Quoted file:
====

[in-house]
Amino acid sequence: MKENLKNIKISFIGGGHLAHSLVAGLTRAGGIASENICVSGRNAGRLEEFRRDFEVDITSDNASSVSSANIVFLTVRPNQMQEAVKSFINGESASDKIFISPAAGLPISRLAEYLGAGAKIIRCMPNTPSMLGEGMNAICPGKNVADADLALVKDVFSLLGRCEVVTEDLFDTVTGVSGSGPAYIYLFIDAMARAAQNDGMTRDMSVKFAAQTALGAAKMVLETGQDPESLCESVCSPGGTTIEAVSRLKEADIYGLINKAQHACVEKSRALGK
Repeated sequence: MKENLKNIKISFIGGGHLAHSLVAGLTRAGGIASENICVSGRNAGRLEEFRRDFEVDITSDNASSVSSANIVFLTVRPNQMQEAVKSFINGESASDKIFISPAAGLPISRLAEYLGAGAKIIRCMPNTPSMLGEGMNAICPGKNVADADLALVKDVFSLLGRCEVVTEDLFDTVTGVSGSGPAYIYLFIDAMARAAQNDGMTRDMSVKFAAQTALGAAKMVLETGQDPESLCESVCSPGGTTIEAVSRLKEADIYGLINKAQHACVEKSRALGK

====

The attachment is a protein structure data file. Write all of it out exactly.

[in-house]
Amino acid sequence: MKENLKNIKISFIGGGHLAHSLVAGLTRAGGIASENICVSGRNAGRLEEFRRDFEVDITSDNASSVSSANIVFLTVRPNQMQEAVKSFINGESASDKIFISPAAGLPISRLAEYLGAGAKIIRCMPNTPSMLGEGMNAICPGKNVADADLALVKDVFSLLGRCEVVTEDLFDTVTGVSGSGPAYIYLFIDAMARAAQNDGMTRDMSVKFAAQTALGAAKMVLETGQDPESLCESVCSPGGTTIEAVSRLKEADIYGLINKAQHACVEKSRALGK
Repeated sequence: MKENLKNIKISFIGGGHLAHSLVAGLTRAGGIASENICVSGRNAGRLEEFRRDFEVDITSDNASSVSSANIVFLTVRPNQMQEAVKSFINGESASDKIFISPAAGLPISRLAEYLGAGAKIIRCMPNTPSMLGEGMNAICPGKNVADADLALVKDVFSLLGRCEVVTEDLFDTVTGVSGSGPAYIYLFIDAMARAAQNDGMTRDMSVKFAAQTALGAAKMVLETGQDPESLCESVCSPGGTTIEAVSRLKEADIYGLINKAQHACVEKSRALGK